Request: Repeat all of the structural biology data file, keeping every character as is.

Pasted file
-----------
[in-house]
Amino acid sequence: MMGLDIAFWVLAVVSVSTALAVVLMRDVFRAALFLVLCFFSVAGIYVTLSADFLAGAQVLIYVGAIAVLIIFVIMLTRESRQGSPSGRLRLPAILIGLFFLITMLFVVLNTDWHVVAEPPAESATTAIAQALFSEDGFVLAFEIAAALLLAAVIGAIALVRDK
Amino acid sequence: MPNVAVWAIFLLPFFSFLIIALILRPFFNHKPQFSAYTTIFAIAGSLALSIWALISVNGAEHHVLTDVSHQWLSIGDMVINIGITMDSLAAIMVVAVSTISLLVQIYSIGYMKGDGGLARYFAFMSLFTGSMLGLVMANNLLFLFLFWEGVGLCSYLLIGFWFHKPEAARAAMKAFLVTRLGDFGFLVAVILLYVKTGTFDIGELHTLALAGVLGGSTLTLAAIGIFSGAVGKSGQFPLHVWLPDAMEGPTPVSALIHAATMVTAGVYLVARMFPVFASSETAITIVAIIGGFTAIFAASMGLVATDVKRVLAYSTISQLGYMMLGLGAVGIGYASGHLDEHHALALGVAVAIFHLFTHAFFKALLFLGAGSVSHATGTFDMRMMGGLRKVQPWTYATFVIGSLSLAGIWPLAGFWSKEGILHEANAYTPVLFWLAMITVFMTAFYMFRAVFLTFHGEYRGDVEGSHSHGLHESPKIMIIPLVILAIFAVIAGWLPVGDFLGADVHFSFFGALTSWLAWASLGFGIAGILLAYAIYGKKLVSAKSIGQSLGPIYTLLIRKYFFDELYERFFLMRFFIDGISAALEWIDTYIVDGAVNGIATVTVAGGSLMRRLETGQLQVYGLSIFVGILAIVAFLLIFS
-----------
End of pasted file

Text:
[in-house]
Amino acid sequence: MMGLDIAFWVLAVVSVSTALAVVLMRDVFRAALFLVLCFFSVAGIYVTLSADFLAGAQVLIYVGAIAVLIIFVIMLTRESRQGSPSGRLRLPAILIGLFFLITMLFVVLNTDWHVVAEPPAESATTAIAQALFSEDGFVLAFEIAAALLLAAVIGAIALVRDK
Amino acid sequence: MPNVAVWAIFLLPFFSFLIIALILRPFFNHKPQFSAYTTIFAIAGSLALSIWALISVNGAEHHVLTDVSHQWLSIGDMVINIGITMDSLAAIMVVAVSTISLLVQIYSIGYMKGDGGLARYFAFMSLFTGSMLGLVMANNLLFLFLFWEGVGLCSYLLIGFWFHKPEAARAAMKAFLVTRLGDFGFLVAVILLYVKTGTFDIGELHTLALAGVLGGSTLTLAAIGIFSGAVGKSGQFPLHVWLPDAMEGPTPVSALIHAATMVTAGVYLVARMFPVFASSETAITIVAIIGGFTAIFAASMGLVATDVKRVLAYSTISQLGYMMLGLGAVGIGYASGHLDEHHALALGVAVAIFHLFTHAFFKALLFLGAGSVSHATGTFDMRMMGGLRKVQPWTYATFVIGSLSLAGIWPLAGFWSKEGILHEANAYTPVLFWLAMITVFMTAFYMFRAVFLTFHGEYRGDVEGSHSHGLHESPKIMIIPLVILAIFAVIAGWLPVGDFLGADVHFSFFGALTSWLAWASLGFGIAGILLAYAIYGKKLVSAKSIGQSLGPIYTLLIRKYFFDELYERFFLMRFFIDGISAALEWIDTYIVDGAVNGIATVTVAGGSLMRRLETGQLQVYGLSIFVGILAIVAFLLIFS